Thyristor controlled series compensated transmission lines protection using artificial neural networks based symmetrical components analyzer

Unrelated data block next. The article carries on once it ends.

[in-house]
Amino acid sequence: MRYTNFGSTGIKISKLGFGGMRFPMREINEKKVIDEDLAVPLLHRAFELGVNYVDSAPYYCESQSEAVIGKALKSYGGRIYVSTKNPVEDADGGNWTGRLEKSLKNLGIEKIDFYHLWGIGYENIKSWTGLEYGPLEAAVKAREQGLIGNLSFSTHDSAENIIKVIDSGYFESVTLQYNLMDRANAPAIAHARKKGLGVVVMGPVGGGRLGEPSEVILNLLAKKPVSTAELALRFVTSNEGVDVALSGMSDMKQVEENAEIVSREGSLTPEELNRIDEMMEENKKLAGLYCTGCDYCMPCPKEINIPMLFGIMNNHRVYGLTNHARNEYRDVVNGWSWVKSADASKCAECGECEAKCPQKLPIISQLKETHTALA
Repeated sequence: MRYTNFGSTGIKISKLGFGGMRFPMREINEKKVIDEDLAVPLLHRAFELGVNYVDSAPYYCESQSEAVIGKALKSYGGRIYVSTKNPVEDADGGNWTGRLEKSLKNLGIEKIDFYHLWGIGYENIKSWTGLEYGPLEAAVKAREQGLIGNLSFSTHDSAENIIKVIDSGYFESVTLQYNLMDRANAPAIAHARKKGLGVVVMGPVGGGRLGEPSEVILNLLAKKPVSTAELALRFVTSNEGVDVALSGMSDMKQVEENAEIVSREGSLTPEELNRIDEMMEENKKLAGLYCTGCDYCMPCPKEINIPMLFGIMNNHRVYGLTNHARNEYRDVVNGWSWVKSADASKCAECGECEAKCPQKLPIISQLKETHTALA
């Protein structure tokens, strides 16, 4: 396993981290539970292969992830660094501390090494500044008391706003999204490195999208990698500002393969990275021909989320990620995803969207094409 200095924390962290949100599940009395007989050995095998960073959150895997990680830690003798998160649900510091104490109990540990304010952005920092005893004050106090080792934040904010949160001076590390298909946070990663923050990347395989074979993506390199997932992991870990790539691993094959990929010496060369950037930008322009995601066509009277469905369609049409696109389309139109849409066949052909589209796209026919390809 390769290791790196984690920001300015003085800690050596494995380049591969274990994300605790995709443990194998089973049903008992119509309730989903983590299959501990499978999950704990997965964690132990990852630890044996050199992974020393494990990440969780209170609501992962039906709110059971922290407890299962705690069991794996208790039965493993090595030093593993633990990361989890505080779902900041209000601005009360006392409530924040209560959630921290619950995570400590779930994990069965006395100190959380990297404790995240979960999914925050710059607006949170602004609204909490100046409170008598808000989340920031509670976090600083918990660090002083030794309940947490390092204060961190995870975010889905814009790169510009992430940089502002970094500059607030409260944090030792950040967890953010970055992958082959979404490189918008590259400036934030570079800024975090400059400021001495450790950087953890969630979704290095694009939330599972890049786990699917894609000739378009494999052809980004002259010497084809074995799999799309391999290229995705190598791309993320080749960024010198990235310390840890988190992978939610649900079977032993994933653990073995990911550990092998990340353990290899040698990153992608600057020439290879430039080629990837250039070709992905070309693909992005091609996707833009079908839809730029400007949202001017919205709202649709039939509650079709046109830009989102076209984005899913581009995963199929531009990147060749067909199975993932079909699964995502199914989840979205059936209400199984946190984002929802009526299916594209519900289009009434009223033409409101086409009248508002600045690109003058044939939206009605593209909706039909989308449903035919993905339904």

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This dissertation reports the development, implementation and evaluation of fault detection, classification and location modules for protecting power transmission lines with thyristor controlled series compensation (TCSC). The developed modules make use of the main capabilities of Artificial Neural Networks (ANN) to achieve their highly accurate decision. In this study, multilayer perceptron neural networks are used because of their capability of recognizing and mapping any nonlinear relationship from a body of information representing the problem at hand. Prior knowledge on the fault characteristics and features are embedded in the training data sets and used as precursors for developing the ANN based protection scheme. Two different novel techniques for addressing the problems of fault detection/direction identification, fault classification, fault location and loss of potential issue detection are considered. One of them makes use of a modular artificial neural network, where the main problem is divided into subtasks and each task is handled by its own individual ANN. The second technique is established on ANN based unified protection scheme with the adequate input information and optimal number of outputs. Both techniques make use of instantaneous magnitude and phase angle values of phasors, positive, negative and zero sequence components of the three-phase voltage and current signals at the relay location. The first scheme is characterized by four parallel neural network modules: fault detection and direction module, fault classification module, fault location module and additional novel ANN based module for detecting loss of potential issue (LOP). The developed ANN modules utilize a quarter cycle sliding data window of the instantaneous magnitude and phase angle values of phasors, positive, negative and zero sequence components of the three-phase voltage and current signals. Once the fault is detected, the information about the fault type and location is available for post-fault processing. The developed modules have been tested to evaluate their performance under severe operating conditions like high fault resistance, close-in faults and voltage and current inversion conditions. The developed modules have been trained and verified through computer simulation studies for a typical two machine power system model implemented in PSCAD. Simulation studies have also been considered for different operating conditions, including high fault resistance, fault location, degree of compensation and pre-fault power flow. This scheme has been found to be superior in terms of fast response and accuracy. A different novel ANN based unified protection scheme has also been developed and examined for fault detection/direction identification, fault classification, fault location and loss of potential issue detection problems. The developed ANN based unified protection scheme is programmed on LabVIEW® and verified in real time. Furthermore, a graphic user interface (GUI) is developed to monitor and interact with the power and the implemented ANN. An experimental lab scale model has been developed, which consists of two-machine transmission system with TCSC located on one end of the transmission line, for evaluating and testing the developed protection schemes. The performance of the developed ANN based unified protection scheme has been experimentally verified in real time using Lab-Volt 9062-00 data acquisition in addition to NI-PCI6221 interface to LabVIEW® software environment.. Experimental results confirm the superiority of the developed technique for detecting, classifying and locating faults on TCSC compensated power transmission lines through using only local measurements.